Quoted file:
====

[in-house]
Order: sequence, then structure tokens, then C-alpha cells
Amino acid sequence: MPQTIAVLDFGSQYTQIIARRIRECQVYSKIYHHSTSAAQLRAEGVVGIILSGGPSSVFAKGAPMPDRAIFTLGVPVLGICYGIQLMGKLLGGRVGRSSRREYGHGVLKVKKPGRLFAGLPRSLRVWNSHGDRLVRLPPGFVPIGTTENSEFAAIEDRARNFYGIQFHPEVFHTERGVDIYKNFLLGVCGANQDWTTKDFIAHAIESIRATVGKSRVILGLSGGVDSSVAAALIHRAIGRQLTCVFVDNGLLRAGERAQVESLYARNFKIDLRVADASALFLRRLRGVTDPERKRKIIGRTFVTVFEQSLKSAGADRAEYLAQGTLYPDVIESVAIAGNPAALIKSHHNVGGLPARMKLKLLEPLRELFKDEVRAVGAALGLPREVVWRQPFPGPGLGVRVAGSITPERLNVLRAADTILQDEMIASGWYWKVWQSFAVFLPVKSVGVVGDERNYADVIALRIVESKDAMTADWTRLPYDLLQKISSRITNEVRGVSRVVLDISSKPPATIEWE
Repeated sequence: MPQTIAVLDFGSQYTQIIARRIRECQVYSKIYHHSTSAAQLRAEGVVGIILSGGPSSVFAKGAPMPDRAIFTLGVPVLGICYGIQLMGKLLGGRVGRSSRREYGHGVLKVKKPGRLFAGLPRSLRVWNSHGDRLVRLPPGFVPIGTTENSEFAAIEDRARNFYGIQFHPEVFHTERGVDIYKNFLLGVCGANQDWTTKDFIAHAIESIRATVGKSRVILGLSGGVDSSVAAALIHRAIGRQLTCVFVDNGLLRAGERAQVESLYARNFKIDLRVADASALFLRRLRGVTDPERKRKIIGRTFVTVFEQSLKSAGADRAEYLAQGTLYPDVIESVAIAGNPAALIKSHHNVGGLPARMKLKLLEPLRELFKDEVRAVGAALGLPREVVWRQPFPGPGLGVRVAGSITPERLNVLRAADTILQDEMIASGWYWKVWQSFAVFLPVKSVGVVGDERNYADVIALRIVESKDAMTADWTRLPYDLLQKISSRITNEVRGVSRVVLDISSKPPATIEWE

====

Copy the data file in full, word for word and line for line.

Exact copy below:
[in-house]
Order: sequence, then structure tokens, then C-alpha cells
Amino acid sequence: MPQTIAVLDFGSQYTQIIARRIRECQVYSKIYHHSTSAAQLRAEGVVGIILSGGPSSVFAKGAPMPDRAIFTLGVPVLGICYGIQLMGKLLGGRVGRSSRREYGHGVLKVKKPGRLFAGLPRSLRVWNSHGDRLVRLPPGFVPIGTTENSEFAAIEDRARNFYGIQFHPEVFHTERGVDIYKNFLLGVCGANQDWTTKDFIAHAIESIRATVGKSRVILGLSGGVDSSVAAALIHRAIGRQLTCVFVDNGLLRAGERAQVESLYARNFKIDLRVADASALFLRRLRGVTDPERKRKIIGRTFVTVFEQSLKSAGADRAEYLAQGTLYPDVIESVAIAGNPAALIKSHHNVGGLPARMKLKLLEPLRELFKDEVRAVGAALGLPREVVWRQPFPGPGLGVRVAGSITPERLNVLRAADTILQDEMIASGWYWKVWQSFAVFLPVKSVGVVGDERNYADVIALRIVESKDAMTADWTRLPYDLLQKISSRITNEVRGVSRVVLDISSKPPATIEWE
Repeated sequence: MPQTIAVLDFGSQYTQIIARRIRECQVYSKIYHHSTSAAQLRAEGVVGIILSGGPSSVFAKGAPMPDRAIFTLGVPVLGICYGIQLMGKLLGGRVGRSSRREYGHGVLKVKKPGRLFAGLPRSLRVWNSHGDRLVRLPPGFVPIGTTENSEFAAIEDRARNFYGIQFHPEVFHTERGVDIYKNFLLGVCGANQDWTTKDFIAHAIESIRATVGKSRVILGLSGGVDSSVAAALIHRAIGRQLTCVFVDNGLLRAGERAQVESLYARNFKIDLRVADASALFLRRLRGVTDPERKRKIIGRTFVTVFEQSLKSAGADRAEYLAQGTLYPDVIESVAIAGNPAALIKSHHNVGGLPARMKLKLLEPLRELFKDEVRAVGAALGLPREVVWRQPFPGPGLGVRVAGSITPERLNVLRAADTILQDEMIASGWYWKVWQSFAVFLPVKSVGVVGDERNYADVIALRIVESKDAMTADWTRLPYDLLQKISSRITNEVRGVSRVVLDISSKPPATIEWE